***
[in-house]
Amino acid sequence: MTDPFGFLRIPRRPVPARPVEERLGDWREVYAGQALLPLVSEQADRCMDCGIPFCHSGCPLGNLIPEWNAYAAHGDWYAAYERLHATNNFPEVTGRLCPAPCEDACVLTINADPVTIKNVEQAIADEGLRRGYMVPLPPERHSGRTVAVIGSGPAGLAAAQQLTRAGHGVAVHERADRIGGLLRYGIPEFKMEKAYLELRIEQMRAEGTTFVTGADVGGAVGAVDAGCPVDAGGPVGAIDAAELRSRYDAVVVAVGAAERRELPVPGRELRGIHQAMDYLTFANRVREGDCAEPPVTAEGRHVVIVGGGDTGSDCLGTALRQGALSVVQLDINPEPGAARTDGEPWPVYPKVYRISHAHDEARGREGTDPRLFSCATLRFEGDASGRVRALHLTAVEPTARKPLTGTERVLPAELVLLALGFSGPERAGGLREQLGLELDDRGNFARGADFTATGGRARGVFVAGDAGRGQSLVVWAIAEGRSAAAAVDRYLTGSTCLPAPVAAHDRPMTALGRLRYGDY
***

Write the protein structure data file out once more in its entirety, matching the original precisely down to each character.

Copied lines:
[in-house]
Amino acid sequence: MTDPFGFLRIPRRPVPARPVEERLGDWREVYAGQALLPLVSEQADRCMDCGIPFCHSGCPLGNLIPEWNAYAAHGDWYAAYERLHATNNFPEVTGRLCPAPCEDACVLTINADPVTIKNVEQAIADEGLRRGYMVPLPPERHSGRTVAVIGSGPAGLAAAQQLTRAGHGVAVHERADRIGGLLRYGIPEFKMEKAYLELRIEQMRAEGTTFVTGADVGGAVGAVDAGCPVDAGGPVGAIDAAELRSRYDAVVVAVGAAERRELPVPGRELRGIHQAMDYLTFANRVREGDCAEPPVTAEGRHVVIVGGGDTGSDCLGTALRQGALSVVQLDINPEPGAARTDGEPWPVYPKVYRISHAHDEARGREGTDPRLFSCATLRFEGDASGRVRALHLTAVEPTARKPLTGTERVLPAELVLLALGFSGPERAGGLREQLGLELDDRGNFARGADFTATGGRARGVFVAGDAGRGQSLVVWAIAEGRSAAAAVDRYLTGSTCLPAPVAAHDRPMTALGRLRYGDY